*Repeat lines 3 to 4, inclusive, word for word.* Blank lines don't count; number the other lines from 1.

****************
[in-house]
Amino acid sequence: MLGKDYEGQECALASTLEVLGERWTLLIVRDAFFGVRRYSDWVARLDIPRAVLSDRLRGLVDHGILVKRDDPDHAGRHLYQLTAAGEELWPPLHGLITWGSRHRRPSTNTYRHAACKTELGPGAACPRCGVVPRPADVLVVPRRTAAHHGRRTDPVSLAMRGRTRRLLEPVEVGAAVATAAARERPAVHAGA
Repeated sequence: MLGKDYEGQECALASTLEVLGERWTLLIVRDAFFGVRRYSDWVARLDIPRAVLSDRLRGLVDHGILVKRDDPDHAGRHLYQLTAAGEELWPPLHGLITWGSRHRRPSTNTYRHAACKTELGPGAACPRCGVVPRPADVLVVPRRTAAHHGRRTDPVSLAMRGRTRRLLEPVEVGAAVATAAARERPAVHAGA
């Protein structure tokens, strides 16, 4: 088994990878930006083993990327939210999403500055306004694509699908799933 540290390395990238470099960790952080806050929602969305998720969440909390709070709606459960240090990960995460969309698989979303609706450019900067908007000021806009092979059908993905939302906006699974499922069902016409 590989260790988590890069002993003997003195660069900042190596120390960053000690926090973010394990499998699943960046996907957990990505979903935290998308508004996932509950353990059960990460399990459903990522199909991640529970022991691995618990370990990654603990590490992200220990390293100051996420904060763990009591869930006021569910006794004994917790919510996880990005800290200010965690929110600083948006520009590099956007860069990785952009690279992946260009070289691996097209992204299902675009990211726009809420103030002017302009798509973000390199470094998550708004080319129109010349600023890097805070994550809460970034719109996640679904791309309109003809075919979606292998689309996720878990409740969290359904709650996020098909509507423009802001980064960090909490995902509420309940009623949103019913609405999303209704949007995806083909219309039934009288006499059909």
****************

Repeated sequence: MLGKDYEGQECALASTLEVLGERWTLLIVRDAFFGVRRYSDWVARLDIPRAVLSDRLRGLVDHGILVKRDDPDHAGRHLYQLTAAGEELWPPLHGLITWGSRHRRPSTNTYRHAACKTELGPGAACPRCGVVPRPADVLVVPRRTAAHHGRRTDPVSLAMRGRTRRLLEPVEVGAAVATAAARERPAVHAGA
């Protein structure tokens, strides 16, 4: 088994990878930006083993990327939210999403500055306004694509699908799933 540290390395990238470099960790952080806050929602969305998720969440909390709070709606459960240090990960995460969309698989979303609706450019900067908007000021806009092979059908993905939302906006699974499922069902016409 590989260790988590890069002993003997003195660069900042190596120390960053000690926090973010394990499998699943960046996907957990990505979903935290998308508004996932509950353990059960990460399990459903990522199909991640529970022991691995618990370990990654603990590490992200220990390293100051996420904060763990009591869930006021569910006794004994917790919510996880990005800290200010965690929110600083948006520009590099956007860069990785952009690279992946260009070289691996097209992204299902675009990211726009809420103030002017302009798509973000390199470094998550708004080319129109010349600023890097805070994550809460970034719109996640679904791309309109003809075919979606292998689309996720878990409740969290359904709650996020098909509507423009802001980064960090909490995902509420309940009623949103019913609405999303209704949007995806083909219309039934009288006499059909």